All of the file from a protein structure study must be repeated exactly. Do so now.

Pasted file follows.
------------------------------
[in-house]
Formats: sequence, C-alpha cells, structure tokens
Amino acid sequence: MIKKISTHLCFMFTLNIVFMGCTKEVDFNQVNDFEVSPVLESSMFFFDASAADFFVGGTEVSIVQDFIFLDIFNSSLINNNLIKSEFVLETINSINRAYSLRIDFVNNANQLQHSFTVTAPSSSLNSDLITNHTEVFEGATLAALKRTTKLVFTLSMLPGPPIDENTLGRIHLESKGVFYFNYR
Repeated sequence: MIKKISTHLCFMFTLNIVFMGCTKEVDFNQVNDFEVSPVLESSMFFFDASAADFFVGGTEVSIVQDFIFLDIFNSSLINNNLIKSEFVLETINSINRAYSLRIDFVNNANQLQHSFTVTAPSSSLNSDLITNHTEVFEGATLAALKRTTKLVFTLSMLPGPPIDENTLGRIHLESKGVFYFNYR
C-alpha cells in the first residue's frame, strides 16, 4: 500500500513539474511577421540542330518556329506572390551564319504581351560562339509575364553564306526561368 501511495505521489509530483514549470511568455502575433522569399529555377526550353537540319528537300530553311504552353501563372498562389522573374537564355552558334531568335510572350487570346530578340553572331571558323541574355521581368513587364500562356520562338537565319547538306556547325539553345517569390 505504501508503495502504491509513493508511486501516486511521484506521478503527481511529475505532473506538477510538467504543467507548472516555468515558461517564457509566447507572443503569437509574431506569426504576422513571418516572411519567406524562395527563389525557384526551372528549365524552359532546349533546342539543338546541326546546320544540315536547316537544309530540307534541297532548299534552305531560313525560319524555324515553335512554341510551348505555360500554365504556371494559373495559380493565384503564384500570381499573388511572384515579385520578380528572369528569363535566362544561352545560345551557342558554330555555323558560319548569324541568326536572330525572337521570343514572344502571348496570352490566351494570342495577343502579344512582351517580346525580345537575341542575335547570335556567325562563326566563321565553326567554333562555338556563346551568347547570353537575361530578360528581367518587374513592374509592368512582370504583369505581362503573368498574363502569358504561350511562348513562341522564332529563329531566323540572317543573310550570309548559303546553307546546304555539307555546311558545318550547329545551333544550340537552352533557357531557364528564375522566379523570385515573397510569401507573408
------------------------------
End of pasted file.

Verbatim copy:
[in-house]
Formats: sequence, C-alpha cells, structure tokens
Amino acid sequence: MIKKISTHLCFMFTLNIVFMGCTKEVDFNQVNDFEVSPVLESSMFFFDASAADFFVGGTEVSIVQDFIFLDIFNSSLINNNLIKSEFVLETINSINRAYSLRIDFVNNANQLQHSFTVTAPSSSLNSDLITNHTEVFEGATLAALKRTTKLVFTLSMLPGPPIDENTLGRIHLESKGVFYFNYR
Repeated sequence: MIKKISTHLCFMFTLNIVFMGCTKEVDFNQVNDFEVSPVLESSMFFFDASAADFFVGGTEVSIVQDFIFLDIFNSSLINNNLIKSEFVLETINSINRAYSLRIDFVNNANQLQHSFTVTAPSSSLNSDLITNHTEVFEGATLAALKRTTKLVFTLSMLPGPPIDENTLGRIHLESKGVFYFNYR
C-alpha cells in the first residue's frame, strides 16, 4: 500500500513539474511577421540542330518556329506572390551564319504581351560562339509575364553564306526561368 501511495505521489509530483514549470511568455502575433522569399529555377526550353537540319528537300530553311504552353501563372498562389522573374537564355552558334531568335510572350487570346530578340553572331571558323541574355521581368513587364500562356520562338537565319547538306556547325539553345517569390 505504501508503495502504491509513493508511486501516486511521484506521478503527481511529475505532473506538477510538467504543467507548472516555468515558461517564457509566447507572443503569437509574431506569426504576422513571418516572411519567406524562395527563389525557384526551372528549365524552359532546349533546342539543338546541326546546320544540315536547316537544309530540307534541297532548299534552305531560313525560319524555324515553335512554341510551348505555360500554365504556371494559373495559380493565384503564384500570381499573388511572384515579385520578380528572369528569363535566362544561352545560345551557342558554330555555323558560319548569324541568326536572330525572337521570343514572344502571348496570352490566351494570342495577343502579344512582351517580346525580345537575341542575335547570335556567325562563326566563321565553326567554333562555338556563346551568347547570353537575361530578360528581367518587374513592374509592368512582370504583369505581362503573368498574363502569358504561350511562348513562341522564332529563329531566323540572317543573310550570309548559303546553307546546304555539307555546311558545318550547329545551333544550340537552352533557357531557364528564375522566379523570385515573397510569401507573408